Preservative Activity and in Vivo Percutaneous Penetration of Butylparaben Entrapped in Liposomes

Hideo Komatsu, Kazutaka Higaki, Hirokazu Okamoto, Kazuko Miyagawa, Mitsuru Hashida, Hitoshi Sezaki

Research output: Contribution to journalArticlepeer-review

24 Citations (Scopus)


Butylparaben (BP) was added to liposomes prepared by the hydration method from egg phosphatidylcholine (egg PC), cholesterol, and dicetylphosphate in a molar ratio of 4:2: 1 for the purpose of antimicrobial preservation. Most of the BP was entrapped in liposomes near the polar surface of the lipid bilayers, and rapid equilibrium was observed in its distribution between liposomes and the outer aqueous phase. The antimicrobial activities of liposomes containing BP were studied qualitatively against eight kinds of microorganisms. Although the liposome suspension without BP (empty liposomes) had no effect on the microorganisms, liposome suspensions with BP showed antimicrobial activities. The preservative effect was roughly proportional to the free concentration (not the total concentration) of BP. Percutaneous penetration of liposomes containing BP after topical application was studied in vivo in guinea pigs by autoradiography. 14C-BP in liposomes was observed to penetrate into the body, but no difference was found in its distribution pattern in comparison with that after administration as an ointment. On the other hand, 14C-dipalmitoylphosphatidylcholine, a marker of egg PC, remained on the skin surface and was scarcely detected in the body, suggesting that the percutaneous penetration of liposomes themselves did not occur.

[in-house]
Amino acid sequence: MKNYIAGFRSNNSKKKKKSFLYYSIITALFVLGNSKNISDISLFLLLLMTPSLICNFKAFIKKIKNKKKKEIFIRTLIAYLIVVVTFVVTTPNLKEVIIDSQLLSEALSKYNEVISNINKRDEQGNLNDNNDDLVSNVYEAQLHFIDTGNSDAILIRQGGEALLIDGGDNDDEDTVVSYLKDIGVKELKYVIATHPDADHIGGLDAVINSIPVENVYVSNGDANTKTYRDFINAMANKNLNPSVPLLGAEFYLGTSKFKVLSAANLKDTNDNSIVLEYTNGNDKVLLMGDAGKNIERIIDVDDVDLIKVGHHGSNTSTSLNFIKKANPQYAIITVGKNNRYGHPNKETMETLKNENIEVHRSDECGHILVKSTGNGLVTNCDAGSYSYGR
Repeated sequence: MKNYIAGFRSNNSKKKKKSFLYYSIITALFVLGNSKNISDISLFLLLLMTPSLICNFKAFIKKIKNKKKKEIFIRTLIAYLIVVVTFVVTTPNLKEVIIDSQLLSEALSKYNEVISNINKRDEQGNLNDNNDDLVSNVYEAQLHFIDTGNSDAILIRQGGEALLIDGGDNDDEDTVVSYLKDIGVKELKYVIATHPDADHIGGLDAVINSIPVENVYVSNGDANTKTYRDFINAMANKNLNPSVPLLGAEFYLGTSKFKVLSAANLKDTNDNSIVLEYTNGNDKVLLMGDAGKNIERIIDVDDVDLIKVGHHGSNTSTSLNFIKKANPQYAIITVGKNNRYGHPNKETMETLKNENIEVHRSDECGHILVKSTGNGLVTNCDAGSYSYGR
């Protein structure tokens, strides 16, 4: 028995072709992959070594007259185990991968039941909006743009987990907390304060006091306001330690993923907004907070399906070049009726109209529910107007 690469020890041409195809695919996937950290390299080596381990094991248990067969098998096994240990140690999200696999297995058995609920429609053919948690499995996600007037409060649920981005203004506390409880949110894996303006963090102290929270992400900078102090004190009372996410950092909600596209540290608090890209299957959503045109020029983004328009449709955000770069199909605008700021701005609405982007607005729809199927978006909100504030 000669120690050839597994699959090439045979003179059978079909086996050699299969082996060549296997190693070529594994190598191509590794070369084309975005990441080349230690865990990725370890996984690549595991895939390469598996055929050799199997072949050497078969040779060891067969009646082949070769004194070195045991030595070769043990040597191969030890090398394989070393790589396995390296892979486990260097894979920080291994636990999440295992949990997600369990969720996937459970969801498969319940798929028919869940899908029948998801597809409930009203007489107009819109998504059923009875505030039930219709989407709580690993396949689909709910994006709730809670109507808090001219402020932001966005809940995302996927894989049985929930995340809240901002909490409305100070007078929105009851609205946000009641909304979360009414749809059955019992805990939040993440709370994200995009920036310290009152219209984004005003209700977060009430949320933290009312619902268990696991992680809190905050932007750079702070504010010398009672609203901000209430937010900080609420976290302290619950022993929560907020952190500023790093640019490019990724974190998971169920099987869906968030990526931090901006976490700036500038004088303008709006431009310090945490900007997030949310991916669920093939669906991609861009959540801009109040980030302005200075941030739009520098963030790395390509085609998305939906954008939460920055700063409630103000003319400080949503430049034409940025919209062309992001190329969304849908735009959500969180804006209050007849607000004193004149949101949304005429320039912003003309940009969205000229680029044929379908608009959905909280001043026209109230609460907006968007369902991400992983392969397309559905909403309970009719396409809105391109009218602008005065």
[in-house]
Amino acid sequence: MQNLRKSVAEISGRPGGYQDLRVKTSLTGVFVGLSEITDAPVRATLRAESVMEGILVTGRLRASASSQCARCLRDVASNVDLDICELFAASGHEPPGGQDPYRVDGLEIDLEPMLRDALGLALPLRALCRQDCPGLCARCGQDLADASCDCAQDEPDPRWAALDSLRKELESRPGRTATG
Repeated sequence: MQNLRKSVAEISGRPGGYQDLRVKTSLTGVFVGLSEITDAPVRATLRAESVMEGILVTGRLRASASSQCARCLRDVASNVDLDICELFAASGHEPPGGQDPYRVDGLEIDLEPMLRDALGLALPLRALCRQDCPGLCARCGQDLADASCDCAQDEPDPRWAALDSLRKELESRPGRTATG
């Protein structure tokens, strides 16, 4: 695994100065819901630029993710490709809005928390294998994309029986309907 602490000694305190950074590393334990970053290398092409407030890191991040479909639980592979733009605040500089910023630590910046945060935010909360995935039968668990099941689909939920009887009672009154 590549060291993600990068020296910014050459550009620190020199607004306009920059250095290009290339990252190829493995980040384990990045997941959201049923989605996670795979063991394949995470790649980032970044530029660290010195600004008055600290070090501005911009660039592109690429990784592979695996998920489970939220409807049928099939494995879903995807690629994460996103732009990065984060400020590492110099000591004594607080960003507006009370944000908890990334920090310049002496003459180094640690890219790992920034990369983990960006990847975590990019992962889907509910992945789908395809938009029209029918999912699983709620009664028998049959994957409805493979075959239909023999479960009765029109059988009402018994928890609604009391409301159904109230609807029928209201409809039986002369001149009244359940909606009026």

Original languageEnglish
Pages (from-to)3415-3422
Number of pages8
JournalChemical and Pharmaceutical Bulletin
Issue number8
Publication statusPublished - 1986
Externally publishedYes


  • autoradiography
  • butylparaben
  • dipalmitoylphosphatidylcholine
  • liposome
  • percutaneous penetration
  • preservative activity

ASJC Scopus subject areas

  • Chemistry(all)
  • Drug Discovery


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